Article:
The right to news and opinion is enshrined in international law. It's not enough. By Joel Simon
The Obama administration continued to clamp down on officials who leak sensitive information to the news media. A former CIA officer pleaded guilty to criminal charges of leaking a covert operative's identity, effectively ending a legal battle by three journalists fighting government subpoenas to testify in the case. The director of national intelligence announced new rules to clamp down on leaks, and the Senate debated a bill that would further impede officials from sharing intelligence information with the press. In issues related to access, a military judge rejected a request by several media outlets to broadcast the Guantánamo Bay trial of suspects accused in the 2000 attack on the USS Cole. And a number of news organizations appealed a military judicial decision to seal documents related to the court-martial of Army Pvt. Bradley Manning, who faced charges of leaking classified documents to WikiLeaks. Reporter James Risen, author Ed Moloney, and documentary filmmaker Ken Burns continued to fight subpoenas that would force them to turn over their unpublished reporting or testify in criminal investigations. Several journalists were arrested covering demonstrations linked to the Occupy movement.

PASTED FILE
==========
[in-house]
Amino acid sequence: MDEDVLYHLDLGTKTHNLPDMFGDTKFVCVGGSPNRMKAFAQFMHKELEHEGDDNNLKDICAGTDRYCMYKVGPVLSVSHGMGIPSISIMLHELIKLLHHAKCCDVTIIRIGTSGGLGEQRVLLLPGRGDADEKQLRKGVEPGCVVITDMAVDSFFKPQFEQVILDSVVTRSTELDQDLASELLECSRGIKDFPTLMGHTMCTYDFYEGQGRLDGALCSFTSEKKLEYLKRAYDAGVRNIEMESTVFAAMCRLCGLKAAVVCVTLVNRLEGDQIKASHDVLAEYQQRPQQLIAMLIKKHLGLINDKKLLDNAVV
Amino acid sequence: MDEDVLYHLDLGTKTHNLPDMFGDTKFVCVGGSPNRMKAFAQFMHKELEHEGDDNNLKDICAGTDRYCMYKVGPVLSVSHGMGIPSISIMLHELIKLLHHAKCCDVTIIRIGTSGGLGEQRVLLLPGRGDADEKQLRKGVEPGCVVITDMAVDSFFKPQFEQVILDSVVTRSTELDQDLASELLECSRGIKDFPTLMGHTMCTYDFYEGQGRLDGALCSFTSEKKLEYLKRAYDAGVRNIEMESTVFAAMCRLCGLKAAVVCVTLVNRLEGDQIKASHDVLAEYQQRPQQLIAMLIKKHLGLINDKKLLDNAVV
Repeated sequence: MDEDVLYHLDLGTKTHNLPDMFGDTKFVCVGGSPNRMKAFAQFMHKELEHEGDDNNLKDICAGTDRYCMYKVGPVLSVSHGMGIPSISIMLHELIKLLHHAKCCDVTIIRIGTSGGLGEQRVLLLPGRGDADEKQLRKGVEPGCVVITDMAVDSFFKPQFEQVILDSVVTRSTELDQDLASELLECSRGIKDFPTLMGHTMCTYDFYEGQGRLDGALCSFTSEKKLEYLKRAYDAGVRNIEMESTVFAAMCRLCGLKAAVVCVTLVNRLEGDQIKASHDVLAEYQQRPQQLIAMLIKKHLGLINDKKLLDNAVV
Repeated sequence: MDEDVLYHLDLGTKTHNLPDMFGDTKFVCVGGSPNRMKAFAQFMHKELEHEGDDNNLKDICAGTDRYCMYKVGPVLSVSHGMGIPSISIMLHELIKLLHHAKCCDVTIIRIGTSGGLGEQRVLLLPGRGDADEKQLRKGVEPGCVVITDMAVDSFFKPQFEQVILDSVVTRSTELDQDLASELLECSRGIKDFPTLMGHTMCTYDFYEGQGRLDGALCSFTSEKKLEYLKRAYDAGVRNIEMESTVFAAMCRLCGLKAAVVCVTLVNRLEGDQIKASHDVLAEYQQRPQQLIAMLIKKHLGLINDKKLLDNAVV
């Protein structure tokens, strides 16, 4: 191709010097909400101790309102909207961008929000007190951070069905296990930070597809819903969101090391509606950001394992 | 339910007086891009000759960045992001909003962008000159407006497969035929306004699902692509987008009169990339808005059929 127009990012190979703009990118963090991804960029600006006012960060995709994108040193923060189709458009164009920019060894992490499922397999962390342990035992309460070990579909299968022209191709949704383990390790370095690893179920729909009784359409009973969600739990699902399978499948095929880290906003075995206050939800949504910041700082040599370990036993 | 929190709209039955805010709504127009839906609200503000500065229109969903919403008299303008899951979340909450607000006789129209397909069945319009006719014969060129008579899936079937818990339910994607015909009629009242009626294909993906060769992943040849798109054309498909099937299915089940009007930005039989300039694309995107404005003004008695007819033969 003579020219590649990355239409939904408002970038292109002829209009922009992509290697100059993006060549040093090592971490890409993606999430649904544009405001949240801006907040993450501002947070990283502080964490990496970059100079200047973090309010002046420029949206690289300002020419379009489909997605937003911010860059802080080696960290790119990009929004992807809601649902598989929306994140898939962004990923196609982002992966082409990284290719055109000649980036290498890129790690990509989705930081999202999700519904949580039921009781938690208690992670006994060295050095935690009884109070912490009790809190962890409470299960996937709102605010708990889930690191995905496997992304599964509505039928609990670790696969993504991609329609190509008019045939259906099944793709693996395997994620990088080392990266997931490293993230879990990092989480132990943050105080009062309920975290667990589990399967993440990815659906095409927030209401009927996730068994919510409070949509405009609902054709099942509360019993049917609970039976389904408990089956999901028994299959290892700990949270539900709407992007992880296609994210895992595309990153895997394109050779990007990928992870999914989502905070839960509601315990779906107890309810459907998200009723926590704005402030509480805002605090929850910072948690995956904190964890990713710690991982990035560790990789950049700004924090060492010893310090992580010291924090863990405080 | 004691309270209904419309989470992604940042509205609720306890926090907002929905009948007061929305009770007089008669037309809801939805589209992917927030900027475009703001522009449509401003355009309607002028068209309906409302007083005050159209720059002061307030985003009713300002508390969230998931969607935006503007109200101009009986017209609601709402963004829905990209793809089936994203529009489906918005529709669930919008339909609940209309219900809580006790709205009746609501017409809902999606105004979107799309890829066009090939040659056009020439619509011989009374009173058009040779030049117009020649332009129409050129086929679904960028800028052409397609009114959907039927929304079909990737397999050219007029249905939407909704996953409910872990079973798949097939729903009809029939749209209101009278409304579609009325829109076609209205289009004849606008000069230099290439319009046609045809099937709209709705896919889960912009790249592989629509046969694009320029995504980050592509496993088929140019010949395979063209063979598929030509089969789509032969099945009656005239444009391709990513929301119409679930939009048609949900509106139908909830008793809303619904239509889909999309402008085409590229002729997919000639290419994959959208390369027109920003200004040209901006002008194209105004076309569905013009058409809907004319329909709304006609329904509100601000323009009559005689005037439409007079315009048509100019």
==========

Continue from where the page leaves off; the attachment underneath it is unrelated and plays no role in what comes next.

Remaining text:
New York, January 7, 2013--The Committee to Protect Journalists condemns continued harassment and threats against staff of The Journal News after the New York state-based daily published an interactive map that identified local gun permit holders. CPJ calls on authorities to investigate the matter thoroughly and take all appropriate law enforcement action.
Do you believe the free flow of information must be protected? Sign the #RightToReport petition and demand that President Obama immediately:
1. Issue a presidential policy directive prohibiting the hacking and surveillance of journalists and media organizations.
2. Limit aggressive prosecutions that ensnare journalists and intimidate whistleblowers.
3. Prevent the harassment of journalists at the U.S. border.
Or click here to see the full petition, and join leading journalists like Christiane Amanpour, The Guardian’s Alan Rusbridger, Editor of the AP Kathleen Carroll, and Arianna Huffington in signing on.